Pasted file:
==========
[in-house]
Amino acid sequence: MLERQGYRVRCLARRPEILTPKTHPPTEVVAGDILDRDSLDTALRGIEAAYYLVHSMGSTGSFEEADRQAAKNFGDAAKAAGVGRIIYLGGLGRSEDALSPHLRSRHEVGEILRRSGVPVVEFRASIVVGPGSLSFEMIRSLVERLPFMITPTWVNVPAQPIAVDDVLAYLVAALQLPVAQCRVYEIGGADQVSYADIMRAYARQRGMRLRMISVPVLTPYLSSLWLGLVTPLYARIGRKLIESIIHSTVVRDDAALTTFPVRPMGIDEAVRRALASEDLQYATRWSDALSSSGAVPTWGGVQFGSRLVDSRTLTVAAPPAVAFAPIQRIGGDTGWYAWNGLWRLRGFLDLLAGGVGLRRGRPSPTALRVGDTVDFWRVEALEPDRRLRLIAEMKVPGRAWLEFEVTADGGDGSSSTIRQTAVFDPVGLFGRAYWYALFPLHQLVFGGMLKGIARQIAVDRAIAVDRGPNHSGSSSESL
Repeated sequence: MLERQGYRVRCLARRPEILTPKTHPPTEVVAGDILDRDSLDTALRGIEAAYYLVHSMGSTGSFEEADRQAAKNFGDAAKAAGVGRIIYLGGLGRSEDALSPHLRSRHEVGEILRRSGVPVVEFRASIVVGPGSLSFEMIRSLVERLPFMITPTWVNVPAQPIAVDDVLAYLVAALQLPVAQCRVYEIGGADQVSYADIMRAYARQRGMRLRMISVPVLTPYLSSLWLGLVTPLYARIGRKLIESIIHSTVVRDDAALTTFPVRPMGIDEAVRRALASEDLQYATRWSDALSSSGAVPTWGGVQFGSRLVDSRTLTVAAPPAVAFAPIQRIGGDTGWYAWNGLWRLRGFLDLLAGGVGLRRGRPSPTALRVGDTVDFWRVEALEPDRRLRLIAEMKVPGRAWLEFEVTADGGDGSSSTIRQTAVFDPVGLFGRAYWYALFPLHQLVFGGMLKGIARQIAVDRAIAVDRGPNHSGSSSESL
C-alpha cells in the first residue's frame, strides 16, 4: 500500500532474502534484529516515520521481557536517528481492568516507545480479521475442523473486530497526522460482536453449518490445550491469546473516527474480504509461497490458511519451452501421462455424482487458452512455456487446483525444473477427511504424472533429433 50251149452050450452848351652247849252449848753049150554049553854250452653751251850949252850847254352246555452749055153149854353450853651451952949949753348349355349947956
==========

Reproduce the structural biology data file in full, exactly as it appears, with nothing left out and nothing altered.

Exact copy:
[in-house]
Amino acid sequence: MLERQGYRVRCLARRPEILTPKTHPPTEVVAGDILDRDSLDTALRGIEAAYYLVHSMGSTGSFEEADRQAAKNFGDAAKAAGVGRIIYLGGLGRSEDALSPHLRSRHEVGEILRRSGVPVVEFRASIVVGPGSLSFEMIRSLVERLPFMITPTWVNVPAQPIAVDDVLAYLVAALQLPVAQCRVYEIGGADQVSYADIMRAYARQRGMRLRMISVPVLTPYLSSLWLGLVTPLYARIGRKLIESIIHSTVVRDDAALTTFPVRPMGIDEAVRRALASEDLQYATRWSDALSSSGAVPTWGGVQFGSRLVDSRTLTVAAPPAVAFAPIQRIGGDTGWYAWNGLWRLRGFLDLLAGGVGLRRGRPSPTALRVGDTVDFWRVEALEPDRRLRLIAEMKVPGRAWLEFEVTADGGDGSSSTIRQTAVFDPVGLFGRAYWYALFPLHQLVFGGMLKGIARQIAVDRAIAVDRGPNHSGSSSESL
Repeated sequence: MLERQGYRVRCLARRPEILTPKTHPPTEVVAGDILDRDSLDTALRGIEAAYYLVHSMGSTGSFEEADRQAAKNFGDAAKAAGVGRIIYLGGLGRSEDALSPHLRSRHEVGEILRRSGVPVVEFRASIVVGPGSLSFEMIRSLVERLPFMITPTWVNVPAQPIAVDDVLAYLVAALQLPVAQCRVYEIGGADQVSYADIMRAYARQRGMRLRMISVPVLTPYLSSLWLGLVTPLYARIGRKLIESIIHSTVVRDDAALTTFPVRPMGIDEAVRRALASEDLQYATRWSDALSSSGAVPTWGGVQFGSRLVDSRTLTVAAPPAVAFAPIQRIGGDTGWYAWNGLWRLRGFLDLLAGGVGLRRGRPSPTALRVGDTVDFWRVEALEPDRRLRLIAEMKVPGRAWLEFEVTADGGDGSSSTIRQTAVFDPVGLFGRAYWYALFPLHQLVFGGMLKGIARQIAVDRAIAVDRGPNHSGSSSESL
C-alpha cells in the first residue's frame, strides 16, 4: 500500500532474502534484529516515520521481557536517528481492568516507545480479521475442523473486530497526522460482536453449518490445550491469546473516527474480504509461497490458511519451452501421462455424482487458452512455456487446483525444473477427511504424472533429433 50251149452050450452848351652247849252449848753049150554049553854250452653751251850949252850847254352246555452749055153149854353450853651451952949949753348349355349947956